As an England Rugby Union legend, Rob Andrew scooped three Grand Slams, reached the 1991 World Cup final with a last-minute drop goal before such drama was commonplace and won a Premiership title with Newcastle Falcons.

Before this, Rob Andrew was also a promising cricketer, playing 17 first-class matches while at Cambridge University, along with several appearances for Yorkshire’s second team. Last year’s appointment as Sussex Cricket’s chief executive marks a return to a sport he still loves. “It is nice coming back. I still play a bit of cricket as well. It’s one of those sports you have a chance of keeping on playing – rather than rugby where you get to a certain age and your body falls apart. It’s nice to be involved again in the sport at a professional level and seeing it from the inside.”

Now he’s overseeing a new chapter for Sussex Cricket, developing not just pitch-bound activities but the club’s work among the wider community. A range of programmes promote healthy living and encourage greater engagement with the sport. There’s a big focus on enabling disability cricket, both with their own team and those around the county, as well as staging games in more disadvantaged local areas. “It’s not just the glamour of the first side team here. We want to be able to make cricket accessible. It’s not an easy sport for kids to pick up. We want to try and make it simpler, so as many kids as possible can take part in it. If they’re good enough, there’s reason why they can’t end up out there,” he says, waving his hand towards the pitch.

The club needs to be viable and self-sustaining in the face of shifting demands. While evolving the team, there’s also a desire to invest in the future of the ground. “We only play 40 days of cricket a year, and there’s a few more days in the year than that.” Situated yards away from bustling central Hove, the sea within sight, the 1st Central County Ground works as part of the local community; onsite is a small office park and conference, wedding and event facilities. “It’s a really attractive venue for lots of things. I found it surprising there’s many people in Brighton & Hove who’ve no idea it’s here.” There’s also the prospect of two concerts with word class acts this summer. The perennial Lionel Richie heads to Hove on Sat 23 June, while X-Factor starlets Little Mix appear on Fri 6 July. “We’re really pleased to be having two very big concerts which’ll both sell out. But they’re massive logistical challenges,” he says, pondering the logistical challenges of building two live stages amid a busy cricket season.

Sussex stands as the oldest county cricket club in the world. Established in 1839, it’s very much part of the local cricket scene and the wider community. “Cricket in Sussex, Hampshire and Kent goes back to the 1700s. Sussex and Hampshire argue as to where the first game of cricket was ever played.” The sport is still adapting to the changing ways we experience any entertainment. One evolution has been the huge success of T20. Now fans don’t need to invest four days to see a full competitive game. “It’s the future for the game. We’ll still play ‘red ball’ cricket, but there’s a vibrancy and excitement about T20, which the kids like, the broadcasters like, the media like and the sponsors like. You have to create something which people want.” The County Ground see a great atmosphere on T20 days, the new format attracting a younger and more diverse crowd.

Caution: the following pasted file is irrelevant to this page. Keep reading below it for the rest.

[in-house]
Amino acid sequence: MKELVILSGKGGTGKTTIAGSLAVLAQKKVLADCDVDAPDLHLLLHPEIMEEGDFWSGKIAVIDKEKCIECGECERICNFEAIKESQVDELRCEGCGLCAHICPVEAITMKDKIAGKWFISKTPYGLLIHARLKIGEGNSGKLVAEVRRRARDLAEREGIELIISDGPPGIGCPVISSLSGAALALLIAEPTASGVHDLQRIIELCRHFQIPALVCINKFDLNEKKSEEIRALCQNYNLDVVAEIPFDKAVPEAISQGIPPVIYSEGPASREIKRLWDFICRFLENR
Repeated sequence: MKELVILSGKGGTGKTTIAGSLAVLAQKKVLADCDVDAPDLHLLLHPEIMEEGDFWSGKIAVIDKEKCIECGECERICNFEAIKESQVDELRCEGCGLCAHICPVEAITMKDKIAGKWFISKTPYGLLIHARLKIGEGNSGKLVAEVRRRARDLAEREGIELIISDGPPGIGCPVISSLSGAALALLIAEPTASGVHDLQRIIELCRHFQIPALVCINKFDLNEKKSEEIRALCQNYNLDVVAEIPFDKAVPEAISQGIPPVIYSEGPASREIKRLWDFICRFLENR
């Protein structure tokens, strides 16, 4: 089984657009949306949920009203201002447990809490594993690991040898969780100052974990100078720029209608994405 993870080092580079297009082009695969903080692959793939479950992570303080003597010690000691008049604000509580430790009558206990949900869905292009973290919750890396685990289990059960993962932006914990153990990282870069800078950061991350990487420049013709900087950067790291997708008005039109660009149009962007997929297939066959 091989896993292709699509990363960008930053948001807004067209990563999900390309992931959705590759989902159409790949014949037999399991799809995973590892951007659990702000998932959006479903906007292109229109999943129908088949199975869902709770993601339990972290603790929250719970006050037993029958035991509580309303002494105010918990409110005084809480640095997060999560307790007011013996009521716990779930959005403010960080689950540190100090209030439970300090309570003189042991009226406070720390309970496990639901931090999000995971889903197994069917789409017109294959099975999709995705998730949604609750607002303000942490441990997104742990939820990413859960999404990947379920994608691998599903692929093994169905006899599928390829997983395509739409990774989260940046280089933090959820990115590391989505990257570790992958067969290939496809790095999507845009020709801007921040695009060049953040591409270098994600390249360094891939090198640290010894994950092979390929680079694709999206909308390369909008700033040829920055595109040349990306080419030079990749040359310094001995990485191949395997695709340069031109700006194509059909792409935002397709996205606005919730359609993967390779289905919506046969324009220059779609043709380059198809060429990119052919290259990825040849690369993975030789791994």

As chief executive, one of his parities is to ensure the right people are in place to run the team and activities. “We’ve got a nice balance of youth and experience. Teams are always at a point in time – they’re always moving. You’re constantly trying to get this balance right. I think we’re in a really good place. It’s a very positive place.” One new addition at the County Ground is the appointment of the highly regarded Australian coach Jason Gillespie. Only this year he’s helped the Adelaide Strikers win Australia’s domestic T20 competition, alongside coaching Yorkshire to the County Championship title in 2014 and 2015. “He’s a winner. Most Aussies are winners. He’s a good coach, and I think that sort of thing can give the players a lift. They’re ambitious and want him to help them win.”

As with most sports, financial viability is always a challenge, but Sussex Cricket is in a good place compared to many clubs. “We’ve no external debt. But that’s a challenge for all sports. The other challenge is making sure that kids keep playing the game.” As part of long plan, Andrew is continuing to place a big emphasis on encouraging new talent. Sussex do a huge amount of outreach work with schools and local clubs, overseeing all cricket development in the county. Recently, they’ve seen a massive growth in the women’s cricket. The key piece of advice he has for any aspiring cricketer is to make sure they relish playing. “If you enjoy it, you’re more likely to work harder and the opportunities will come along. Our philosophy here for the boys and girls is very much around developing young talent and giving homegrown youngsters a chance to make their way into the county side. If they’re lucky enough, the better ones will go through and play internationally. That’s the journey we want to see them take.”